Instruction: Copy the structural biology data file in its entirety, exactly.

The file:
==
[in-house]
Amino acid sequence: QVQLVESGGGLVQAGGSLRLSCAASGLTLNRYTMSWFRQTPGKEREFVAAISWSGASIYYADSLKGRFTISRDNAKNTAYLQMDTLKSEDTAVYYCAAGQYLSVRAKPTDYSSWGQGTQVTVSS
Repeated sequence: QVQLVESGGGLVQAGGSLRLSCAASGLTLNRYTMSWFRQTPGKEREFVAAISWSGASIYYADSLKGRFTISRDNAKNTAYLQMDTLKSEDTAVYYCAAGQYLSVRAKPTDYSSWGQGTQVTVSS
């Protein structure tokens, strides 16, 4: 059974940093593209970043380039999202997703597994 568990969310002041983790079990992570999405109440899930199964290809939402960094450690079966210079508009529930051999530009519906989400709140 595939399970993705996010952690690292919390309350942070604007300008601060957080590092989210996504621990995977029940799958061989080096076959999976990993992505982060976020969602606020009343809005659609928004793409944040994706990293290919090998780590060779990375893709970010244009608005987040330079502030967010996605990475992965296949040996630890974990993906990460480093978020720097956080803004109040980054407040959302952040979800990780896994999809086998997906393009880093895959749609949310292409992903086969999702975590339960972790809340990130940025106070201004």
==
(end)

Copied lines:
[in-house]
Amino acid sequence: QVQLVESGGGLVQAGGSLRLSCAASGLTLNRYTMSWFRQTPGKEREFVAAISWSGASIYYADSLKGRFTISRDNAKNTAYLQMDTLKSEDTAVYYCAAGQYLSVRAKPTDYSSWGQGTQVTVSS
Repeated sequence: QVQLVESGGGLVQAGGSLRLSCAASGLTLNRYTMSWFRQTPGKEREFVAAISWSGASIYYADSLKGRFTISRDNAKNTAYLQMDTLKSEDTAVYYCAAGQYLSVRAKPTDYSSWGQGTQVTVSS
């Protein structure tokens, strides 16, 4: 059974940093593209970043380039999202997703597994 568990969310002041983790079990992570999405109440899930199964290809939402960094450690079966210079508009529930051999530009519906989400709140 595939399970993705996010952690690292919390309350942070604007300008601060957080590092989210996504621990995977029940799958061989080096076959999976990993992505982060976020969602606020009343809005659609928004793409944040994706990293290919090998780590060779990375893709970010244009608005987040330079502030967010996605990475992965296949040996630890974990993906990460480093978020720097956080803004109040980054407040959302952040979800990780896994999809086998997906393009880093895959749609949310292409992903086969999702975590339960972790809340990130940025106070201004």